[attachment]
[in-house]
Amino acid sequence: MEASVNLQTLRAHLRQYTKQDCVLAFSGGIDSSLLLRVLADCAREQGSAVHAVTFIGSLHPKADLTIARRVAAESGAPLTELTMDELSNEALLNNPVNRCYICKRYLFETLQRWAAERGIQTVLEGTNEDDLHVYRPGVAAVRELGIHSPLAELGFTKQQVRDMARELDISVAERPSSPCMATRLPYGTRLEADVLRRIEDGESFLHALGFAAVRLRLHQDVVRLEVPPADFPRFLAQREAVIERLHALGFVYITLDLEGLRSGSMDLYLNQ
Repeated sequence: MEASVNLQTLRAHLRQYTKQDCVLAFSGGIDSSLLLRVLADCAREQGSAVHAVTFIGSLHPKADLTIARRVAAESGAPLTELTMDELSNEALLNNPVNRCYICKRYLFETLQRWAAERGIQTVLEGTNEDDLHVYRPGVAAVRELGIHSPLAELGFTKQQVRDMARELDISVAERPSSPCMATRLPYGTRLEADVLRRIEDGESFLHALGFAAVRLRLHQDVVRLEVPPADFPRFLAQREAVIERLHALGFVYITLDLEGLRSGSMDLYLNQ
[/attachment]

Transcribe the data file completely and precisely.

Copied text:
[in-house]
Amino acid sequence: MEASVNLQTLRAHLRQYTKQDCVLAFSGGIDSSLLLRVLADCAREQGSAVHAVTFIGSLHPKADLTIARRVAAESGAPLTELTMDELSNEALLNNPVNRCYICKRYLFETLQRWAAERGIQTVLEGTNEDDLHVYRPGVAAVRELGIHSPLAELGFTKQQVRDMARELDISVAERPSSPCMATRLPYGTRLEADVLRRIEDGESFLHALGFAAVRLRLHQDVVRLEVPPADFPRFLAQREAVIERLHALGFVYITLDLEGLRSGSMDLYLNQ
Repeated sequence: MEASVNLQTLRAHLRQYTKQDCVLAFSGGIDSSLLLRVLADCAREQGSAVHAVTFIGSLHPKADLTIARRVAAESGAPLTELTMDELSNEALLNNPVNRCYICKRYLFETLQRWAAERGIQTVLEGTNEDDLHVYRPGVAAVRELGIHSPLAELGFTKQQVRDMARELDISVAERPSSPCMATRLPYGTRLEADVLRRIEDGESFLHALGFAAVRLRLHQDVVRLEVPPADFPRFLAQREAVIERLHALGFVYITLDLEGLRSGSMDLYLNQ